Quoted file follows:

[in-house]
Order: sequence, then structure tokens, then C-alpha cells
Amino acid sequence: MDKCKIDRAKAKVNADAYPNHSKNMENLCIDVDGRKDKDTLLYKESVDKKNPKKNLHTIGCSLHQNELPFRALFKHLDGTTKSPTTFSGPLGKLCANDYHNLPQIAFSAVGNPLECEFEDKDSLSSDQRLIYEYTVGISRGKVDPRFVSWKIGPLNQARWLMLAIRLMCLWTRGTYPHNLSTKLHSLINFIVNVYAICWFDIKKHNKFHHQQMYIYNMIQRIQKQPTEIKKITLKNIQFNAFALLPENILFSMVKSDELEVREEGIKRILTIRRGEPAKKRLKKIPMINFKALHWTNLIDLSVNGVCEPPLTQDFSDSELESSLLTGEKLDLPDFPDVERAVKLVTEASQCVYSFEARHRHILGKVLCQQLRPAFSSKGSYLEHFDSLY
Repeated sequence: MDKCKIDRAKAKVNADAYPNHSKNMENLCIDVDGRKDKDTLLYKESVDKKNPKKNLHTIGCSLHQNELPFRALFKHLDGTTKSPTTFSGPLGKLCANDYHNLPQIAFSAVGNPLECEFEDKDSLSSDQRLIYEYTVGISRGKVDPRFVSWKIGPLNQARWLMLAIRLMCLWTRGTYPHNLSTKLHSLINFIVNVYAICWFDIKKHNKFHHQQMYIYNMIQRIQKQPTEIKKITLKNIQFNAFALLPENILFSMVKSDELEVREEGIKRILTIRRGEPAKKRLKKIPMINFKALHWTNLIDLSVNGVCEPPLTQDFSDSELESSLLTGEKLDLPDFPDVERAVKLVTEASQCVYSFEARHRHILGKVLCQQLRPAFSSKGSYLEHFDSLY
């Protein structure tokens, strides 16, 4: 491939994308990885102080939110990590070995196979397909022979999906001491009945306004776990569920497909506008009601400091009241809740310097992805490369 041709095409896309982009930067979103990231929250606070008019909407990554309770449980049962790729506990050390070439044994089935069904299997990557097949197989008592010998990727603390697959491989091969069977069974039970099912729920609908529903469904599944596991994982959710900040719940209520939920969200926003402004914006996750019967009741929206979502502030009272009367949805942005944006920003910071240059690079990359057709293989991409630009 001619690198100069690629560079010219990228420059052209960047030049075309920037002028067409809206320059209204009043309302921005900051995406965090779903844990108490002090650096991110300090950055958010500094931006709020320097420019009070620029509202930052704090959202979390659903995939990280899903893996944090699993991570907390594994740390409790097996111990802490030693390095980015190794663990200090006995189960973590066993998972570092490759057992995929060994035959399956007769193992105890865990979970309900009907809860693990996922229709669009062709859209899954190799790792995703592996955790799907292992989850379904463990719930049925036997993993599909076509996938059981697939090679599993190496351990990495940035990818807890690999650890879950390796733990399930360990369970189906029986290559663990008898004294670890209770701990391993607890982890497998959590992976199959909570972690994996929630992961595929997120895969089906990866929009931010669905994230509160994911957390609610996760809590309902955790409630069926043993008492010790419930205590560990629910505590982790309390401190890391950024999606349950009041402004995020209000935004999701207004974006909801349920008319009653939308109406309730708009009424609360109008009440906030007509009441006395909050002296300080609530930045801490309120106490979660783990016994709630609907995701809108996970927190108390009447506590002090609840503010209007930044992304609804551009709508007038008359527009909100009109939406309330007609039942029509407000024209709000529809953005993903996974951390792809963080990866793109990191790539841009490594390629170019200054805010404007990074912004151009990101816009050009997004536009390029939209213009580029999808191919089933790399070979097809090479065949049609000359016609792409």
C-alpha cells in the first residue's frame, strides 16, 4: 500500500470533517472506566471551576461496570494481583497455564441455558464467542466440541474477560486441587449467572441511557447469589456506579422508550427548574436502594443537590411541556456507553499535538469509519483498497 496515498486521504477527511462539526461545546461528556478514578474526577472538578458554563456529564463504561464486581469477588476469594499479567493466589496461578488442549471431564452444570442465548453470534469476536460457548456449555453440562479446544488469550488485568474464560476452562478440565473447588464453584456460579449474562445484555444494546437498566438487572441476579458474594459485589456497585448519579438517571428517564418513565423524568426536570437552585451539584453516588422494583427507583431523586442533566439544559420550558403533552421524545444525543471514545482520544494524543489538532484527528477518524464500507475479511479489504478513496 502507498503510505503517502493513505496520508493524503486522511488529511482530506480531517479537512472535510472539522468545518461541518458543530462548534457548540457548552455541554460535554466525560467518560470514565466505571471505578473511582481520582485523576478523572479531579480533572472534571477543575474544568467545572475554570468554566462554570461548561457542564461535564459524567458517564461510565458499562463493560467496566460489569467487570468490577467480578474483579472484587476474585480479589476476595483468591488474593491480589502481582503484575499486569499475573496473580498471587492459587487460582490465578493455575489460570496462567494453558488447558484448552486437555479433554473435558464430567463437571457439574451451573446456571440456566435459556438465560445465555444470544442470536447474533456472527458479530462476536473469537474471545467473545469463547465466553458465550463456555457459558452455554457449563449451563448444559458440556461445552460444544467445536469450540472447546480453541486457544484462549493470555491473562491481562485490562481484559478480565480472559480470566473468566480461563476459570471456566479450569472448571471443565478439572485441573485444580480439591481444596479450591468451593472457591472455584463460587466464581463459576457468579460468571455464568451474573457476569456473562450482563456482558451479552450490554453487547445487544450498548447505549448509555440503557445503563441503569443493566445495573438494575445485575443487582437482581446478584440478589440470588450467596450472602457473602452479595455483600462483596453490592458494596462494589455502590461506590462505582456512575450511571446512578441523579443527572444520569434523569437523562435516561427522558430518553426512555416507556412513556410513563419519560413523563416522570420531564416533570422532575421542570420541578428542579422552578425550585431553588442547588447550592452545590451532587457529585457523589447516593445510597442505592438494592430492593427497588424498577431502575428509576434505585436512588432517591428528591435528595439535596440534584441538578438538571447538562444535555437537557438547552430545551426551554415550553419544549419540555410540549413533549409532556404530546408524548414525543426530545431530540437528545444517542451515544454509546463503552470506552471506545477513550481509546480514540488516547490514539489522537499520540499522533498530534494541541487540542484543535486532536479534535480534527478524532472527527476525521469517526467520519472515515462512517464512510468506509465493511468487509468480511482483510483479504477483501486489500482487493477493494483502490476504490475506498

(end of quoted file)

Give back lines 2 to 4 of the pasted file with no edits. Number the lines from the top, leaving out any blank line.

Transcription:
Order: sequence, then structure tokens, then C-alpha cells
Amino acid sequence: MDKCKIDRAKAKVNADAYPNHSKNMENLCIDVDGRKDKDTLLYKESVDKKNPKKNLHTIGCSLHQNELPFRALFKHLDGTTKSPTTFSGPLGKLCANDYHNLPQIAFSAVGNPLECEFEDKDSLSSDQRLIYEYTVGISRGKVDPRFVSWKIGPLNQARWLMLAIRLMCLWTRGTYPHNLSTKLHSLINFIVNVYAICWFDIKKHNKFHHQQMYIYNMIQRIQKQPTEIKKITLKNIQFNAFALLPENILFSMVKSDELEVREEGIKRILTIRRGEPAKKRLKKIPMINFKALHWTNLIDLSVNGVCEPPLTQDFSDSELESSLLTGEKLDLPDFPDVERAVKLVTEASQCVYSFEARHRHILGKVLCQQLRPAFSSKGSYLEHFDSLY
Repeated sequence: MDKCKIDRAKAKVNADAYPNHSKNMENLCIDVDGRKDKDTLLYKESVDKKNPKKNLHTIGCSLHQNELPFRALFKHLDGTTKSPTTFSGPLGKLCANDYHNLPQIAFSAVGNPLECEFEDKDSLSSDQRLIYEYTVGISRGKVDPRFVSWKIGPLNQARWLMLAIRLMCLWTRGTYPHNLSTKLHSLINFIVNVYAICWFDIKKHNKFHHQQMYIYNMIQRIQKQPTEIKKITLKNIQFNAFALLPENILFSMVKSDELEVREEGIKRILTIRRGEPAKKRLKKIPMINFKALHWTNLIDLSVNGVCEPPLTQDFSDSELESSLLTGEKLDLPDFPDVERAVKLVTEASQCVYSFEARHRHILGKVLCQQLRPAFSSKGSYLEHFDSLY